The National Institute of Science and Technology published its latest revision to Special Publication 800-53, Security and Privacy Controls for Information Systems and Organizations, in September 2020 and both private and federal organizations will move toward using the updated guidelines beginning in September 2021. Though specific public guidance for the timeline of Rev 5 has not yet been released, it will likely unfold and be implemented over the next six to twelve months. Now is the time to familiarize yourself with the updated changes so you can incorporate relevant information into your current framework and be prepared to meet compliance standards.
Since its last publication in 2013, NIST SP 800-53 has been providing both a controlled and integrated approach to security and privacy controls. The publication implements guidelines that strengthen critical infrastructure and ensure systems are able to withstand complex and variegated cyberattacks.
While these guidelines are flexible enough to allow organizations to implement processes and controls specific to their needs, both public and private sector companies must be familiar with these particular cybersecurity standards. Doing so will ensure your organization can meet FIMSA contractual client compliance and that private companies can cross-reference the overlap that exists between this and other non-government compliance frameworks.
Changes to Rev 5
Here are a couple highlights to be familiar with regarding the updated SP 800-53:
- Addition of new control families: Rev 4 contains 17 different control families, along with Appendix J (the extensive privacy guidelines). In Rev 5 this design has been overhauled, now containing 18 control families, with privacy guidelines included within each section, rather than presented in one comprehensive Appendix. In addition to including privacy controls throughout the new baseline, NIST has also added the PII Processing & Transparency (PT) control family focused on protecting individual personally identifiable information (PII).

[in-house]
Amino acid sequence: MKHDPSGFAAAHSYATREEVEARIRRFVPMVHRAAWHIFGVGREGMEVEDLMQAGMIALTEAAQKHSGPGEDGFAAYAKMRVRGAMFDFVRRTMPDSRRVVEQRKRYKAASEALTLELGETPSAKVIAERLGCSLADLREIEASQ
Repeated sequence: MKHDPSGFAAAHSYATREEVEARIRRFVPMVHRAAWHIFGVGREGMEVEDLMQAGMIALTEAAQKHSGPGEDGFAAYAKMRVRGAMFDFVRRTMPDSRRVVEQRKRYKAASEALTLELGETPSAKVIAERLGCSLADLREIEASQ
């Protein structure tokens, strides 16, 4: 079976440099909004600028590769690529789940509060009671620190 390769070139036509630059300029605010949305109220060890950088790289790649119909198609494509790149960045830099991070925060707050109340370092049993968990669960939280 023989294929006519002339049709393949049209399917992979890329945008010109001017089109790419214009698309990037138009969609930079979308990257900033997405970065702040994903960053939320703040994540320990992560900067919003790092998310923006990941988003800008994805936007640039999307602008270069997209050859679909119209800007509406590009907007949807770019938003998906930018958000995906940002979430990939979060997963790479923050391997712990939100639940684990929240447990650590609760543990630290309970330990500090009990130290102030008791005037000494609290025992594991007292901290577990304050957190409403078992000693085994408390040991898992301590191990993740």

- A shift in approach to supply chain risk management: There has been a shift in perspective on compliance and how it will be implemented and evaluated going forward. Within the previous iterations of 800-53, the System Acquisitions (SA) control family covered most of the requirements around vendors and software/hardware procurement. Now, NIST has developed the Supply Chain Risk Management (SR) control family as a concentrated effort to discuss and address supply chain.
We realize that changes to publications like SP 800-53 can be intimidating, but you don’t have to navigate these waters alone—we’re here to help! We all know threats are continually evolving, so the importance of maintaining and utilizing the appropriate risk management tools cannot be overemphasized. Now is the time to get prepared, be prepared, and stay prepared. Reach out to us for assistance and we’ll help you establish your mission readiness for the Rev 5 rollout.